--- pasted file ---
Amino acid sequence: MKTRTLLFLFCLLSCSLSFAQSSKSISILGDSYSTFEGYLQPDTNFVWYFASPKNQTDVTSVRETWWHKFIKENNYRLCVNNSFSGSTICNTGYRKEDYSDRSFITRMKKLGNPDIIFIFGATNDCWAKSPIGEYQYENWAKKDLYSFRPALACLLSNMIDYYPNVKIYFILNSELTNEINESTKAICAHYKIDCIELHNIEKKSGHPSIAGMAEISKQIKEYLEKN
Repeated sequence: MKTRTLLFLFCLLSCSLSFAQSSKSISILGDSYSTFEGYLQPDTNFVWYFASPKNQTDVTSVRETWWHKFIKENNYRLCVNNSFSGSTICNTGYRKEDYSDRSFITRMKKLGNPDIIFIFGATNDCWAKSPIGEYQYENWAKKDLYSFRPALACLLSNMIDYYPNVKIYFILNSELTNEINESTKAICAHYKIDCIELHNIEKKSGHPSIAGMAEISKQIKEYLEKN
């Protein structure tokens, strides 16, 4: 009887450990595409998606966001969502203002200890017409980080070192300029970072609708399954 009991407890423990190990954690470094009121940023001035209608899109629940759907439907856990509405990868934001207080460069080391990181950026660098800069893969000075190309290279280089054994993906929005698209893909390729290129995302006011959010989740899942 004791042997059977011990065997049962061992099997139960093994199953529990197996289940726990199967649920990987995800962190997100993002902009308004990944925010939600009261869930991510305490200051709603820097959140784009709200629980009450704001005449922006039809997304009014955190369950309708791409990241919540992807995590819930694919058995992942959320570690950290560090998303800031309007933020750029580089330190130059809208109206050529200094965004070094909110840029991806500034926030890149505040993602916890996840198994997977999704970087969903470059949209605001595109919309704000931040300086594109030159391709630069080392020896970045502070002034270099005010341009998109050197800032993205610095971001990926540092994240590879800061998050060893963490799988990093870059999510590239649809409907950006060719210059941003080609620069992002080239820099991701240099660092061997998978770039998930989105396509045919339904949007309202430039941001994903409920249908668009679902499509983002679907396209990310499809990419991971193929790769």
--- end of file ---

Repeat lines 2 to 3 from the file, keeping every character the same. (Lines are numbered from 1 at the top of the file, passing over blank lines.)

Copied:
Repeated sequence: MKTRTLLFLFCLLSCSLSFAQSSKSISILGDSYSTFEGYLQPDTNFVWYFASPKNQTDVTSVRETWWHKFIKENNYRLCVNNSFSGSTICNTGYRKEDYSDRSFITRMKKLGNPDIIFIFGATNDCWAKSPIGEYQYENWAKKDLYSFRPALACLLSNMIDYYPNVKIYFILNSELTNEINESTKAICAHYKIDCIELHNIEKKSGHPSIAGMAEISKQIKEYLEKN
């Protein structure tokens, strides 16, 4: 009887450990595409998606966001969502203002200890017409980080070192300029970072609708399954 009991407890423990190990954690470094009121940023001035209608899109629940759907439907856990509405990868934001207080460069080391990181950026660098800069893969000075190309290279280089054994993906929005698209893909390729290129995302006011959010989740899942 004791042997059977011990065997049962061992099997139960093994199953529990197996289940726990199967649920990987995800962190997100993002902009308004990944925010939600009261869930991510305490200051709603820097959140784009709200629980009450704001005449922006039809997304009014955190369950309708791409990241919540992807995590819930694919058995992942959320570690950290560090998303800031309007933020750029580089330190130059809208109206050529200094965004070094909110840029991806500034926030890149505040993602916890996840198994997977999704970087969903470059949209605001595109919309704000931040300086594109030159391709630069080392020896970045502070002034270099005010341009998109050197800032993205610095971001990926540092994240590879800061998050060893963490799988990093870059999510590239649809409907950006060719210059941003080609620069992002080239820099991701240099660092061997998978770039998930989105396509045919339904949007309202430039941001994903409920249908668009679902499509983002679907396209990310499809990419991971193929790769």